Oh, Yes, a Few Officers Worked

It is only fair to add here that, from time to time, some officers did have something to do with THE STARS AND STRIPES work in the writing and drawing line (of course, we have always had to have a few around to sign checks and such.) Our two officers in charge, Majors Watson and Viskniskki, and our assistant O.-in-C., Lieutenant (beg pardon, Captain) Early, have been ex-officio members of the editorial council, but haven't had much to say - if the enlisted staff could help it. Our G.H.Q beat has had to be taken care of by an officer, because, for some unexplained reason they rather like officers down at Chaumont and Lieuts. Robert S. Frederick and Earle Wingart have done yeoman service there. Maj. Harold W. Clark has been our guide, philosopher and friend in the wilds of the S.O.S. and amid the pitfalls of Tours.

In the early days of the paper 1st Lieut. Charles Phelps Cushing was our first managing editor, Capt. Franklin 1I. Adams ran a column and wrote eds and verse for us, and Lieut. Grantland Rice, hired to be sporting editor, promptly canned the sport page for the duration of the war and went off to report the front. Since the armistice our divisional histories, fought over in many a billet, have been written by Capt. Joseph Mills Hanson, F.A., who wrote verse for us for a long time before he set the Umpteeth against the Umpty-First's throat, and vice versa, by telling what they did in the war.

And Oh, the Pretty Pictures!

On the art end, we were favored from time to time with special contributions from Capts. Wallace Morgan and Otho Cushing, of the A.E.F., and Capt. Bruce Bairnsfather, of the British Army, sponsor of "Old Bill," and from Lieuts. Ray N. Crosby and Herbert Morton Stoops, A.E.F. And since we had let down the bars (joke) by allowing officers to draw pictures at us, we couldn't be finicky when a mere damn civilian like Rube Goldberg offered to decorate our anniversary number of February last.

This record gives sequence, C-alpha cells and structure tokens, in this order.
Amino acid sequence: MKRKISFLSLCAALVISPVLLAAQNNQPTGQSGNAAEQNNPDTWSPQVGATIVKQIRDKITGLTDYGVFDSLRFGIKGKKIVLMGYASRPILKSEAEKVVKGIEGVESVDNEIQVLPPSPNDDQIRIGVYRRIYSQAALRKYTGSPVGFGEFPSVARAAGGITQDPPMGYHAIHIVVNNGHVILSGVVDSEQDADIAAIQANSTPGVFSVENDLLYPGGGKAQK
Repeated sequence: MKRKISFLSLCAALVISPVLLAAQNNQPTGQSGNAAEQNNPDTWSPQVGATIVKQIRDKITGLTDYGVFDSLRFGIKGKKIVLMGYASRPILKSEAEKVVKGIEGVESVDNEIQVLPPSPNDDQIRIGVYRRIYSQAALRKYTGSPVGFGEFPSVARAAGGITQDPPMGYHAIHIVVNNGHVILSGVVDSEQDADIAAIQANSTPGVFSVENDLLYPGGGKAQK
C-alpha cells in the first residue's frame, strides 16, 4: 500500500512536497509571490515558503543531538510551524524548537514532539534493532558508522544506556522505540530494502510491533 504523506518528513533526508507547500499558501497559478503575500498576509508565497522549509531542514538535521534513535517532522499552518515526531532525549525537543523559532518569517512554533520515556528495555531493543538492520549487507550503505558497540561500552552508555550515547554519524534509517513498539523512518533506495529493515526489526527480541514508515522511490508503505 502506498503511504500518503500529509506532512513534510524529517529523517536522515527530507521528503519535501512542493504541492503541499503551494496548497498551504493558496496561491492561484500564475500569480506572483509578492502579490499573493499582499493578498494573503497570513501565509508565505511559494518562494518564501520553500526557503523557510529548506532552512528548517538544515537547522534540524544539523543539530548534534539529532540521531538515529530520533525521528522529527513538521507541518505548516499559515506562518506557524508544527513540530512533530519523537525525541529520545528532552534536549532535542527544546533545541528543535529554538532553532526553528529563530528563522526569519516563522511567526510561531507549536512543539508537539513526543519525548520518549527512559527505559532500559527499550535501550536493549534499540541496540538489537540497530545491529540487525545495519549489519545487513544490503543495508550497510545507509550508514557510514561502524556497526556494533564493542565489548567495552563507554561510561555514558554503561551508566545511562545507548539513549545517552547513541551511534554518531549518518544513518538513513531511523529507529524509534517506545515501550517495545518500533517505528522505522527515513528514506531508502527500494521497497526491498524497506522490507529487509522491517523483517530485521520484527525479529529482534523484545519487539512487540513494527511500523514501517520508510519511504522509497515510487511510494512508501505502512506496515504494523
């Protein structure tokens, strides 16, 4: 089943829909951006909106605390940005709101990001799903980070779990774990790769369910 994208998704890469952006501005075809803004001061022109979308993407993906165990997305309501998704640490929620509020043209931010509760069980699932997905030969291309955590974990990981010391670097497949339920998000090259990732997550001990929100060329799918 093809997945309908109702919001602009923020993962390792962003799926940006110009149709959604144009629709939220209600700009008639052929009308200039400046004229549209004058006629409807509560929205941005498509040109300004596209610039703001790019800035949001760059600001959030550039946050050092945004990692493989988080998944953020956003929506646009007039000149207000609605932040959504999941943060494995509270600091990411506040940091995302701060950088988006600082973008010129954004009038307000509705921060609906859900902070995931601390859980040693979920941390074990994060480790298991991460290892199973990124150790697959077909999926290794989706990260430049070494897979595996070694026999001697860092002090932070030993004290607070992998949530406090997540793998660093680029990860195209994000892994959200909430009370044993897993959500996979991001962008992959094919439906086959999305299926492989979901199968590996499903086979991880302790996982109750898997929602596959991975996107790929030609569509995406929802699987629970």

The officers named above, then, with the exception of the variegated flock we have had in off and on to run advertising, Fords and errands, are the only ones who have had anything to do - and they not continually -- with the makeup, the tone, the style or looks of THE STARS AND STRIPES. But oh -- we almost forgot our two brand new li'l shavetails!

It's a long and a sad story about them. One, a hairy, cynical Scandinavian, we hired while he was masquerading under the title of Pvt. Hilmar B. Bankhage, Coast Artillery Reserve, one-time editor. The other came to us under the pseudonym of Regt. Supply Sgt. J. Palmer Cumming, who, being a supply sarge, had a lot of time to write verse and things before he joined us. We were bit suspicious of him because he had once been a banker, and bankers are almost as hard to manage as journalists, poets and Marine cartoonists, but he put up the old line of wanting to see what he could do in journalism, etc., so we fell.

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The Stars and Stripes, 1918-1919  |  A Closer Look at The Stars and Stripes